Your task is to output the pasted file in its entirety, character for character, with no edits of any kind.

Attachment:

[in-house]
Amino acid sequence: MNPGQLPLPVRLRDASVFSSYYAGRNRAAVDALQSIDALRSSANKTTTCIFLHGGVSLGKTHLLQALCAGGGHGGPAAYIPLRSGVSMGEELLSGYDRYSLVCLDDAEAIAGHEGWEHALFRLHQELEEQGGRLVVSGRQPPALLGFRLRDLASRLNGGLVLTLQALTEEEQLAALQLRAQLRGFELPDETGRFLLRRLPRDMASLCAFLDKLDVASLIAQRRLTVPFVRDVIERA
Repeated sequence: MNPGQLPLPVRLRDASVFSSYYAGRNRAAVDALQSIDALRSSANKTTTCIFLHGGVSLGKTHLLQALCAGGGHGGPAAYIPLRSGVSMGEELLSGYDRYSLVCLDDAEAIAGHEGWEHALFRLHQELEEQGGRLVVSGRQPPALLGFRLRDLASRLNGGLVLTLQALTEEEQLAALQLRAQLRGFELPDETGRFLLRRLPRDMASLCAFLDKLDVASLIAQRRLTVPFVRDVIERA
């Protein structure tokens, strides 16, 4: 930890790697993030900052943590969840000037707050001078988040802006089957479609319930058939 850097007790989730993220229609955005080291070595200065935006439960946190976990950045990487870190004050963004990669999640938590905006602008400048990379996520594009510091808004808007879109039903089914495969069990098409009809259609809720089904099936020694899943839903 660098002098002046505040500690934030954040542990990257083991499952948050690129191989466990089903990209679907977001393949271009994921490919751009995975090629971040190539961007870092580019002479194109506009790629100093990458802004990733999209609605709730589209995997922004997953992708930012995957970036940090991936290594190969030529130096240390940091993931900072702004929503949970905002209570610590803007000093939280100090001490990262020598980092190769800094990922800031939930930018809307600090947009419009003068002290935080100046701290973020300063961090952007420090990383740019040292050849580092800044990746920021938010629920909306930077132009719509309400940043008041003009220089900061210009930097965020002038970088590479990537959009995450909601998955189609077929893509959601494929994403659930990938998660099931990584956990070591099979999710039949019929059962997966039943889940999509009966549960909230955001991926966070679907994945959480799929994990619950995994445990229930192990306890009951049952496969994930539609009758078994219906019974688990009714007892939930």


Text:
[in-house]
Amino acid sequence: MNPGQLPLPVRLRDASVFSSYYAGRNRAAVDALQSIDALRSSANKTTTCIFLHGGVSLGKTHLLQALCAGGGHGGPAAYIPLRSGVSMGEELLSGYDRYSLVCLDDAEAIAGHEGWEHALFRLHQELEEQGGRLVVSGRQPPALLGFRLRDLASRLNGGLVLTLQALTEEEQLAALQLRAQLRGFELPDETGRFLLRRLPRDMASLCAFLDKLDVASLIAQRRLTVPFVRDVIERA
Repeated sequence: MNPGQLPLPVRLRDASVFSSYYAGRNRAAVDALQSIDALRSSANKTTTCIFLHGGVSLGKTHLLQALCAGGGHGGPAAYIPLRSGVSMGEELLSGYDRYSLVCLDDAEAIAGHEGWEHALFRLHQELEEQGGRLVVSGRQPPALLGFRLRDLASRLNGGLVLTLQALTEEEQLAALQLRAQLRGFELPDETGRFLLRRLPRDMASLCAFLDKLDVASLIAQRRLTVPFVRDVIERA
């Protein structure tokens, strides 16, 4: 930890790697993030900052943590969840000037707050001078988040802006089957479609319930058939 850097007790989730993220229609955005080291070595200065935006439960946190976990950045990487870190004050963004990669999640938590905006602008400048990379996520594009510091808004808007879109039903089914495969069990098409009809259609809720089904099936020694899943839903 660098002098002046505040500690934030954040542990990257083991499952948050690129191989466990089903990209679907977001393949271009994921490919751009995975090629971040190539961007870092580019002479194109506009790629100093990458802004990733999209609605709730589209995997922004997953992708930012995957970036940090991936290594190969030529130096240390940091993931900072702004929503949970905002209570610590803007000093939280100090001490990262020598980092190769800094990922800031939930930018809307600090947009419009003068002290935080100046701290973020300063961090952007420090990383740019040292050849580092800044990746920021938010629920909306930077132009719509309400940043008041003009220089900061210009930097965020002038970088590479990537959009995450909601998955189609077929893509959601494929994403659930990938998660099931990584956990070591099979999710039949019929059962997966039943889940999509009966549960909230955001991926966070679907994945959480799929994990619950995994445990229930192990306890009951049952496969994930539609009758078994219906019974688990009714007892939930």